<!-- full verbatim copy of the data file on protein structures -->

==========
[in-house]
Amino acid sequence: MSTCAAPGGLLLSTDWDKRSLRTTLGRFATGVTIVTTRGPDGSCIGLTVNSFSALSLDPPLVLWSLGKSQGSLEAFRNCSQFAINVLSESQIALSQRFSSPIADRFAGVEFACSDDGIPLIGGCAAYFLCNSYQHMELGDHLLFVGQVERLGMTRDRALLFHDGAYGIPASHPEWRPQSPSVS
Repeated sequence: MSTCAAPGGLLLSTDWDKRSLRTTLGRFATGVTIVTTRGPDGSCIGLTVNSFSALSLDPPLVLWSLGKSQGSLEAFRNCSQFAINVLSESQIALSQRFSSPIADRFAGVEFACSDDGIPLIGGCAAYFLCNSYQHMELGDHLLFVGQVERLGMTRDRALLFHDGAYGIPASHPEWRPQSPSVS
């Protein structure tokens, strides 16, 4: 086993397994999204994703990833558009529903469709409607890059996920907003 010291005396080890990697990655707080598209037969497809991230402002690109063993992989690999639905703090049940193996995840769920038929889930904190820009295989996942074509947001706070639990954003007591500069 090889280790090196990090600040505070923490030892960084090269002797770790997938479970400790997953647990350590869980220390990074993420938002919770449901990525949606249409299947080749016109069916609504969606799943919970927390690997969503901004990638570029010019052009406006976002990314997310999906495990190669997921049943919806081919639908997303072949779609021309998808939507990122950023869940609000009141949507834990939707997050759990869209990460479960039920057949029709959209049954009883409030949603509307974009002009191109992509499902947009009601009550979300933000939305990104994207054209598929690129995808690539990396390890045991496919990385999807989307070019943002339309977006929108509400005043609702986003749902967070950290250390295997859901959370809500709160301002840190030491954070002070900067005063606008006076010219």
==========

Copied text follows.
[in-house]
Amino acid sequence: MSTCAAPGGLLLSTDWDKRSLRTTLGRFATGVTIVTTRGPDGSCIGLTVNSFSALSLDPPLVLWSLGKSQGSLEAFRNCSQFAINVLSESQIALSQRFSSPIADRFAGVEFACSDDGIPLIGGCAAYFLCNSYQHMELGDHLLFVGQVERLGMTRDRALLFHDGAYGIPASHPEWRPQSPSVS
Repeated sequence: MSTCAAPGGLLLSTDWDKRSLRTTLGRFATGVTIVTTRGPDGSCIGLTVNSFSALSLDPPLVLWSLGKSQGSLEAFRNCSQFAINVLSESQIALSQRFSSPIADRFAGVEFACSDDGIPLIGGCAAYFLCNSYQHMELGDHLLFVGQVERLGMTRDRALLFHDGAYGIPASHPEWRPQSPSVS
């Protein structure tokens, strides 16, 4: 086993397994999204994703990833558009529903469709409607890059996920907003 010291005396080890990697990655707080598209037969497809991230402002690109063993992989690999639905703090049940193996995840769920038929889930904190820009295989996942074509947001706070639990954003007591500069 090889280790090196990090600040505070923490030892960084090269002797770790997938479970400790997953647990350590869980220390990074993420938002919770449901990525949606249409299947080749016109069916609504969606799943919970927390690997969503901004990638570029010019052009406006976002990314997310999906495990190669997921049943919806081919639908997303072949779609021309998808939507990122950023869940609000009141949507834990939707997050759990869209990460479960039920057949029709959209049954009883409030949603509307974009002009191109992509499902947009009601009550979300933000939305990104994207054209598929690129995808690539990396390890045991496919990385999807989307070019943002339309977006929108509400005043609702986003749902967070950290250390295997859901959370809500709160301002840190030491954070002070900067005063606008006076010219």